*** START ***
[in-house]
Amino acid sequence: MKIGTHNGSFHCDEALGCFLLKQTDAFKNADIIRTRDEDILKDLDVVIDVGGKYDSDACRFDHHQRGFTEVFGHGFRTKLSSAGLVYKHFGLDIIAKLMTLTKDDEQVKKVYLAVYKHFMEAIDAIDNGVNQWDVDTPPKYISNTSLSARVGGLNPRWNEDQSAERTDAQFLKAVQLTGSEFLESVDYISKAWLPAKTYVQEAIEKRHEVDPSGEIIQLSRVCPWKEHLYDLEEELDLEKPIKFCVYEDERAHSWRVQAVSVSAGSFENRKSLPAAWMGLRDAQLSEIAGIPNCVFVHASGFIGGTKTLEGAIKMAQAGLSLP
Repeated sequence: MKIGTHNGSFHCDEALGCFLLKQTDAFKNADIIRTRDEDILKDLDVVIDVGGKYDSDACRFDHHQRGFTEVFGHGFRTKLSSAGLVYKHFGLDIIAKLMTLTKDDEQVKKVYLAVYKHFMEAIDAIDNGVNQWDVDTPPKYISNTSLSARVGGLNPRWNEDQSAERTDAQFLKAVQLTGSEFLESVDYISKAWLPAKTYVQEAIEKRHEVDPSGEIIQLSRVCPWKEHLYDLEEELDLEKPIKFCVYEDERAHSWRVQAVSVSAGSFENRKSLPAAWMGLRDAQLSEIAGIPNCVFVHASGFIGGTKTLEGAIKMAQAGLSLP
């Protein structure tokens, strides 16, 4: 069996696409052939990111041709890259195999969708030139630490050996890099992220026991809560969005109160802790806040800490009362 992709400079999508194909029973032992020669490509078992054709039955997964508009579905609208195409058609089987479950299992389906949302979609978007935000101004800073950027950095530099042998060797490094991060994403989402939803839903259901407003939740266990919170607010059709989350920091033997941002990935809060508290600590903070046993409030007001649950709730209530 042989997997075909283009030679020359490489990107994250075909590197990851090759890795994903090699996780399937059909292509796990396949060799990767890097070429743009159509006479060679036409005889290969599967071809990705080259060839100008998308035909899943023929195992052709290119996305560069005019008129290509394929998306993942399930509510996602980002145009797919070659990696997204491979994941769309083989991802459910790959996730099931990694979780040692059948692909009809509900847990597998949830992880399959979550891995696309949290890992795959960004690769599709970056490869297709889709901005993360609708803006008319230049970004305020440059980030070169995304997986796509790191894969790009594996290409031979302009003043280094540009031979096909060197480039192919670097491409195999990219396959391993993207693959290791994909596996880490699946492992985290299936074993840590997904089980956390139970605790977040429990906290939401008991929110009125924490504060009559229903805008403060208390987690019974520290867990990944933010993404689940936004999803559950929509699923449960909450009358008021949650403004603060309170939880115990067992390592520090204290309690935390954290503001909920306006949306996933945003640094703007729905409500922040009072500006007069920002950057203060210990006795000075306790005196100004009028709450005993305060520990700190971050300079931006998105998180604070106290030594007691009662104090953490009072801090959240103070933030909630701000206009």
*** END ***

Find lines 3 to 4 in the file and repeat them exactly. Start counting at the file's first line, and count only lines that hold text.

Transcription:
Repeated sequence: MKIGTHNGSFHCDEALGCFLLKQTDAFKNADIIRTRDEDILKDLDVVIDVGGKYDSDACRFDHHQRGFTEVFGHGFRTKLSSAGLVYKHFGLDIIAKLMTLTKDDEQVKKVYLAVYKHFMEAIDAIDNGVNQWDVDTPPKYISNTSLSARVGGLNPRWNEDQSAERTDAQFLKAVQLTGSEFLESVDYISKAWLPAKTYVQEAIEKRHEVDPSGEIIQLSRVCPWKEHLYDLEEELDLEKPIKFCVYEDERAHSWRVQAVSVSAGSFENRKSLPAAWMGLRDAQLSEIAGIPNCVFVHASGFIGGTKTLEGAIKMAQAGLSLP
């Protein structure tokens, strides 16, 4: 069996696409052939990111041709890259195999969708030139630490050996890099992220026991809560969005109160802790806040800490009362 992709400079999508194909029973032992020669490509078992054709039955997964508009579905609208195409058609089987479950299992389906949302979609978007935000101004800073950027950095530099042998060797490094991060994403989402939803839903259901407003939740266990919170607010059709989350920091033997941002990935809060508290600590903070046993409030007001649950709730209530 042989997997075909283009030679020359490489990107994250075909590197990851090759890795994903090699996780399937059909292509796990396949060799990767890097070429743009159509006479060679036409005889290969599967071809990705080259060839100008998308035909899943023929195992052709290119996305560069005019008129290509394929998306993942399930509510996602980002145009797919070659990696997204491979994941769309083989991802459910790959996730099931990694979780040692059948692909009809509900847990597998949830992880399959979550891995696309949290890992795959960004690769599709970056490869297709889709901005993360609708803006008319230049970004305020440059980030070169995304997986796509790191894969790009594996290409031979302009003043280094540009031979096909060197480039192919670097491409195999990219396959391993993207693959290791994909596996880490699946492992985290299936074993840590997904089980956390139970605790977040429990906290939401008991929110009125924490504060009559229903805008403060208390987690019974520290867990990944933010993404689940936004999803559950929509699923449960909450009358008021949650403004603060309170939880115990067992390592520090204290309690935390954290503001909920306006949306996933945003640094703007729905409500922040009072500006007069920002950057203060210990006795000075306790005196100004009028709450005993305060520990700190971050300079931006998105998180604070106290030594007691009662104090953490009072801090959240103070933030909630701000206009």